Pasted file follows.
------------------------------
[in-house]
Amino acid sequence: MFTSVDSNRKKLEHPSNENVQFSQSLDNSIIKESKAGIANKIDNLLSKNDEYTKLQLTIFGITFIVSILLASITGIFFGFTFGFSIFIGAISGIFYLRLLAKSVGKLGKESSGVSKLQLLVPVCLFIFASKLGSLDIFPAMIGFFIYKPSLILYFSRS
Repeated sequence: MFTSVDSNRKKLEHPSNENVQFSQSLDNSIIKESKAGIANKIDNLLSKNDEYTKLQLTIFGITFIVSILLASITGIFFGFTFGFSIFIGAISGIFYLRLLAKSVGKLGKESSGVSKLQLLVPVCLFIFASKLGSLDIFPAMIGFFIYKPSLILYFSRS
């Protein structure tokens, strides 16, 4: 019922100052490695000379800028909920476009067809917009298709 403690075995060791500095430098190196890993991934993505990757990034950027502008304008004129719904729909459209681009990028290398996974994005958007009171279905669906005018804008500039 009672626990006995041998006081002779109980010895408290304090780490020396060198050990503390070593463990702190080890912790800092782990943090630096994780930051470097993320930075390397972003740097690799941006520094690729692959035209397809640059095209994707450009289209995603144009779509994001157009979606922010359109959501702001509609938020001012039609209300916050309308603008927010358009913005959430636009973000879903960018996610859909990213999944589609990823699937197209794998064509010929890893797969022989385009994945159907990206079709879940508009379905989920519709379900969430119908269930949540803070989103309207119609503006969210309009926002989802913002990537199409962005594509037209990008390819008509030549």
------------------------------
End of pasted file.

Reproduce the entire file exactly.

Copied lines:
[in-house]
Amino acid sequence: MFTSVDSNRKKLEHPSNENVQFSQSLDNSIIKESKAGIANKIDNLLSKNDEYTKLQLTIFGITFIVSILLASITGIFFGFTFGFSIFIGAISGIFYLRLLAKSVGKLGKESSGVSKLQLLVPVCLFIFASKLGSLDIFPAMIGFFIYKPSLILYFSRS
Repeated sequence: MFTSVDSNRKKLEHPSNENVQFSQSLDNSIIKESKAGIANKIDNLLSKNDEYTKLQLTIFGITFIVSILLASITGIFFGFTFGFSIFIGAISGIFYLRLLAKSVGKLGKESSGVSKLQLLVPVCLFIFASKLGSLDIFPAMIGFFIYKPSLILYFSRS
């Protein structure tokens, strides 16, 4: 019922100052490695000379800028909920476009067809917009298709 403690075995060791500095430098190196890993991934993505990757990034950027502008304008004129719904729909459209681009990028290398996974994005958007009171279905669906005018804008500039 009672626990006995041998006081002779109980010895408290304090780490020396060198050990503390070593463990702190080890912790800092782990943090630096994780930051470097993320930075390397972003740097690799941006520094690729692959035209397809640059095209994707450009289209995603144009779509994001157009979606922010359109959501702001509609938020001012039609209300916050309308603008927010358009913005959430636009973000879903960018996610859909990213999944589609990823699937197209794998064509010929890893797969022989385009994945159907990206079709879940508009379905989920519709379900969430119908269930949540803070989103309207119609503006969210309009926002989802913002990537199409962005594509037209990008390819008509030549």